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Singing a New Song

Published on June 24, 2019 by Karen Miller

“Wherever you are, be all there.
Live to the hilt every situation you believe to be the will of God.”

Jim Elliot

This was our collective intention as we, eleven music therapy majors and two faculty from Indiana Wesleyan University, boarded the plane and headed for Zambia. Our aim was to be consistently present and focused on the people we were meeting, the lessons we were learning, and all we were encountering during our trip. As it turned out, that was not difficult to do. Upon our arrival at Poetice, we immediately found ourselves welcomed into a family – a warm, joyful, loving group of people who were ready to invest in new relationships and partner with us in new ventures for the cause of Christ.

None of us knew quite what it would look like – this combination of mission, immersion, and music therapy service learning – but we all embraced the vision and worked to spread hope, truth, healing, and the love of Christ through music and human connection, and the results were more than rewarding. From the Mwapona compound to the Poetice base, to a local special needs school and a hospital, we encountered overwhelming need, and in many cases, overflowing joy. We connected with people of all ages and ability levels through the universal medium of music, whether that meant spontaneous dance parties or structured songwriting sessions. We sang and prayed for children, parents, and hospital patients, and even when our songs and prayers were not understood by those we were singing and praying over, we were united with them. We were encouraged by stories of transformation and we were struck by the abundant joy of the Zambian believers we met. Students stretched themselves continually to build their skills while being salt and light to those around them. We had been forewarned that we would come back changed, and we did.

Seeing music therapy intertwine with ministry has been such a beautiful experience.


During this trip, not only did God use this team to minister to the people of Choma,
but He also used Poetice to minister to us. I experienced God in new ways in Zambia
and will forever be impacted by how I’ve grown as a music therapist and a follower of Christ.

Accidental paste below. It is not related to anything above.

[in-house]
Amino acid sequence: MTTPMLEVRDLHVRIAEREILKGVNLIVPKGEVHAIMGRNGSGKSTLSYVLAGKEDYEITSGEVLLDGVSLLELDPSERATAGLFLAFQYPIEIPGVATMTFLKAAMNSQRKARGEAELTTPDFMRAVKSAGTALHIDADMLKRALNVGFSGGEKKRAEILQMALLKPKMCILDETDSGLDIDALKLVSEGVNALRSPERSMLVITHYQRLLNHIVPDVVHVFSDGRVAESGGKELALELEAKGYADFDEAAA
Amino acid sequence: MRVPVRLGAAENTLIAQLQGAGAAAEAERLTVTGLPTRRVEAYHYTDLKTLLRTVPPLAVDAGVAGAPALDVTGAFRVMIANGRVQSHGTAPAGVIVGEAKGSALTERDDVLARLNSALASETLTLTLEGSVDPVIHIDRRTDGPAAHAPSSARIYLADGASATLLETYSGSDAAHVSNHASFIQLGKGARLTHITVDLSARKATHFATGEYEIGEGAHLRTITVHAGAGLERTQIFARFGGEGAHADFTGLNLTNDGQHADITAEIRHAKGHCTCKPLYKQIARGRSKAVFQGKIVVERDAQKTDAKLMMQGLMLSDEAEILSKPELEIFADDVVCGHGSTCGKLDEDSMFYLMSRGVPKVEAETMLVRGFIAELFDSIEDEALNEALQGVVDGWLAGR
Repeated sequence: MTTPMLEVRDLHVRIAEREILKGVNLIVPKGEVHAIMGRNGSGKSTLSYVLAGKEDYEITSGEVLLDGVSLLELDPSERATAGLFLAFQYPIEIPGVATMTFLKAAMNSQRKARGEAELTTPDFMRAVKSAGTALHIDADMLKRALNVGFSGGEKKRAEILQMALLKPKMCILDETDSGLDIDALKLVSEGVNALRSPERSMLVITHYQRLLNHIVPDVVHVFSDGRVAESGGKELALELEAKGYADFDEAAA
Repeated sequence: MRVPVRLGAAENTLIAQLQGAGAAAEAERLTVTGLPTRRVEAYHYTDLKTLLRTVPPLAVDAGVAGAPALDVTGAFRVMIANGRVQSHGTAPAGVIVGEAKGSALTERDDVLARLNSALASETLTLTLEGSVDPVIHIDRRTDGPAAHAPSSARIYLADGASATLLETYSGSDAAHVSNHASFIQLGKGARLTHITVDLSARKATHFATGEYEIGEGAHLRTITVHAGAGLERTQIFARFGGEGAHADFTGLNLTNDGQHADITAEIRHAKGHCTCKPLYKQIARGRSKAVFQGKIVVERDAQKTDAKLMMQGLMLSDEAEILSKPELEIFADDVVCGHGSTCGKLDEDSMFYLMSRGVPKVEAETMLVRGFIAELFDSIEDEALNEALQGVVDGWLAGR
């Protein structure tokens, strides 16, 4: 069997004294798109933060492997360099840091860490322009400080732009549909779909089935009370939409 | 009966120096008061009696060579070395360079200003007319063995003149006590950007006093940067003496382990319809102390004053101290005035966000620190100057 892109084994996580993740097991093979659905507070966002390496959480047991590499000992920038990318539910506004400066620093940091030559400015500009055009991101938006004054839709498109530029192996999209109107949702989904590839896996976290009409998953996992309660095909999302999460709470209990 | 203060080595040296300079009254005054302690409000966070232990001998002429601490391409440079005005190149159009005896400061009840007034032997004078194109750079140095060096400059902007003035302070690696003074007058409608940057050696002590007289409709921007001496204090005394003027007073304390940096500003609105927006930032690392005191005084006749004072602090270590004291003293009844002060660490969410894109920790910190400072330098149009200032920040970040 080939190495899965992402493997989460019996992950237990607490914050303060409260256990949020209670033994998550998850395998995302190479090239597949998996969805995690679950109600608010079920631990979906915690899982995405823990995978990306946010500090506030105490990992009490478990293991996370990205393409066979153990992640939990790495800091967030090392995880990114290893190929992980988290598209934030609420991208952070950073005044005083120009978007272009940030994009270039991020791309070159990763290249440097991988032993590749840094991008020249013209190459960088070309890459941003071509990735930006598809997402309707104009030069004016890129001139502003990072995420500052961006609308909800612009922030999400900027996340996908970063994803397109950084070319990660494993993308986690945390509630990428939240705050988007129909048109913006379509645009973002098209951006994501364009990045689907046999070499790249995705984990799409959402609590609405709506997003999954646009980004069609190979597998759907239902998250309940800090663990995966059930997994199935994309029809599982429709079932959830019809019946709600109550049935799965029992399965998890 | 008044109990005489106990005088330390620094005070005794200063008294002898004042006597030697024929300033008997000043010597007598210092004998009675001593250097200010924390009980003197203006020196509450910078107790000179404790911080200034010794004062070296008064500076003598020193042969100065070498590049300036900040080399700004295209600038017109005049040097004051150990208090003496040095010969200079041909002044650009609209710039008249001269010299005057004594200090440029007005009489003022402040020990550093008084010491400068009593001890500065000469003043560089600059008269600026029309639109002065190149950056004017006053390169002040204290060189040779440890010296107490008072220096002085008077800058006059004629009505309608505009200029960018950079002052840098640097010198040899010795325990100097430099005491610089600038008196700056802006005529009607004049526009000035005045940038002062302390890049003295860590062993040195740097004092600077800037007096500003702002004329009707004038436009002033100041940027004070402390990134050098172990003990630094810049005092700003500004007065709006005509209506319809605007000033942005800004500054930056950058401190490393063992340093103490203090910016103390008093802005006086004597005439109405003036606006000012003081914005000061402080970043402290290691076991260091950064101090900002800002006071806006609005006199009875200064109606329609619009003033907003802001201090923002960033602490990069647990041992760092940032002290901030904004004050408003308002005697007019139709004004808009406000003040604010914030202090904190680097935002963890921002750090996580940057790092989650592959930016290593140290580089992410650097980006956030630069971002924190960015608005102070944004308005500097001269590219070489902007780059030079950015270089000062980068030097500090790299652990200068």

This trip helped me grow immensely,
not only as a music therapist but also in my faith.


We were impacted by the people we worked with during our sessions, but God also used Poetice to speak life into us.

My eyes have been opened and my heart as well, to God’s justice.
While I may have made a small impact on those of Choma,
my life will never be the same. I felt so poured into and loved!


We encountered God powerfully through worship and testimony. We learned that God longs to be with us, then we experienced what it’s like to walk alongside Him rather than just work for Him. We received the great fulfillment that comes from communing with Him and allowing His Spirit to overflow and touch those around us, and we felt that same touch from others. We learned that, although needs are overwhelming and we are inadequate, Jesus is enough. My prayer as we prepared for the trip had been simple: God, please let us do something that matters. In the end, He did something that matters – in Choma, and in us – and we are eternally grateful.

Personally, this trip has stretched me, strengthened my faith, and helped me
be more aware of those around me. I am so blessed to have had the
opportunity to get to know the Choma community and to minister to them.
Zambia, you captured my heart, and have blessed me immensely.



Karen Miller is the Associate Professor of Music Therapy at
Indiana Wesleyan University and went on an immersion trip
to Zambia in June 2019.